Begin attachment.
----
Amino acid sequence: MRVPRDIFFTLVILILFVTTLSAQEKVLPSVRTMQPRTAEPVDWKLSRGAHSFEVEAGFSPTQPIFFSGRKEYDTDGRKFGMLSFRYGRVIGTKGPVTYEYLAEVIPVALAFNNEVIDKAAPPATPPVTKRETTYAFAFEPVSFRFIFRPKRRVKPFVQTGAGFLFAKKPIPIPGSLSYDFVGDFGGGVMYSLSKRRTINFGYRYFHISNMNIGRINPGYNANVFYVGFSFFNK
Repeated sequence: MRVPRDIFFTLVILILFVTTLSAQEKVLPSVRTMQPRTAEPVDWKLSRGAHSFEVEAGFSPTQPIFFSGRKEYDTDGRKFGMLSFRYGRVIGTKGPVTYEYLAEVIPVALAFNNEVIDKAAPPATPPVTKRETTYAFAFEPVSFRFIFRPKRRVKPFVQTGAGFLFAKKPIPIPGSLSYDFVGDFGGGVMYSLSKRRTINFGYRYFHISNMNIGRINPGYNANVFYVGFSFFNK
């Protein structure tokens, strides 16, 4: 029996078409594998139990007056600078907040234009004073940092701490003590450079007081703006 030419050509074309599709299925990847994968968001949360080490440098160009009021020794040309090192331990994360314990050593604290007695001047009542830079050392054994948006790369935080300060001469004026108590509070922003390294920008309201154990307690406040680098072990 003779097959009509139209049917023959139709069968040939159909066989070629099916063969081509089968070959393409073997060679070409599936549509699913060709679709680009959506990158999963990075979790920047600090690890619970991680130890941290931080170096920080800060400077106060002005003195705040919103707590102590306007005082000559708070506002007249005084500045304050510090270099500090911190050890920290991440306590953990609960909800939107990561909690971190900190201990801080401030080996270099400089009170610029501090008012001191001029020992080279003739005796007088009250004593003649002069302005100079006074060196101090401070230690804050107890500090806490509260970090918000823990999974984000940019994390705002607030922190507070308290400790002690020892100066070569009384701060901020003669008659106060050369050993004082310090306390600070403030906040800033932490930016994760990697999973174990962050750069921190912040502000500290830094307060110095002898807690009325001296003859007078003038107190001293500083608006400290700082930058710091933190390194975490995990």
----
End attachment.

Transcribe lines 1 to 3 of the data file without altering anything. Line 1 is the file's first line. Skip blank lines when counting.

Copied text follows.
Amino acid sequence: MRVPRDIFFTLVILILFVTTLSAQEKVLPSVRTMQPRTAEPVDWKLSRGAHSFEVEAGFSPTQPIFFSGRKEYDTDGRKFGMLSFRYGRVIGTKGPVTYEYLAEVIPVALAFNNEVIDKAAPPATPPVTKRETTYAFAFEPVSFRFIFRPKRRVKPFVQTGAGFLFAKKPIPIPGSLSYDFVGDFGGGVMYSLSKRRTINFGYRYFHISNMNIGRINPGYNANVFYVGFSFFNK
Repeated sequence: MRVPRDIFFTLVILILFVTTLSAQEKVLPSVRTMQPRTAEPVDWKLSRGAHSFEVEAGFSPTQPIFFSGRKEYDTDGRKFGMLSFRYGRVIGTKGPVTYEYLAEVIPVALAFNNEVIDKAAPPATPPVTKRETTYAFAFEPVSFRFIFRPKRRVKPFVQTGAGFLFAKKPIPIPGSLSYDFVGDFGGGVMYSLSKRRTINFGYRYFHISNMNIGRINPGYNANVFYVGFSFFNK
């Protein structure tokens, strides 16, 4: 029996078409594998139990007056600078907040234009004073940092701490003590450079007081703006 030419050509074309599709299925990847994968968001949360080490440098160009009021020794040309090192331990994360314990050593604290007695001047009542830079050392054994948006790369935080300060001469004026108590509070922003390294920008309201154990307690406040680098072990 003779097959009509139209049917023959139709069968040939159909066989070629099916063969081509089968070959393409073997060679070409599936549509699913060709679709680009959506990158999963990075979790920047600090690890619970991680130890941290931080170096920080800060400077106060002005003195705040919103707590102590306007005082000559708070506002007249005084500045304050510090270099500090911190050890920290991440306590953990609960909800939107990561909690971190900190201990801080401030080996270099400089009170610029501090008012001191001029020992080279003739005796007088009250004593003649002069302005100079006074060196101090401070230690804050107890500090806490509260970090918000823990999974984000940019994390705002607030922190507070308290400790002690020892100066070569009384701060901020003669008659106060050369050993004082310090306390600070403030906040800033932490930016994760990697999973174990962050750069921190912040502000500290830094307060110095002898807690009325001296003859007078003038107190001293500083608006400290700082930058710091933190390194975490995990």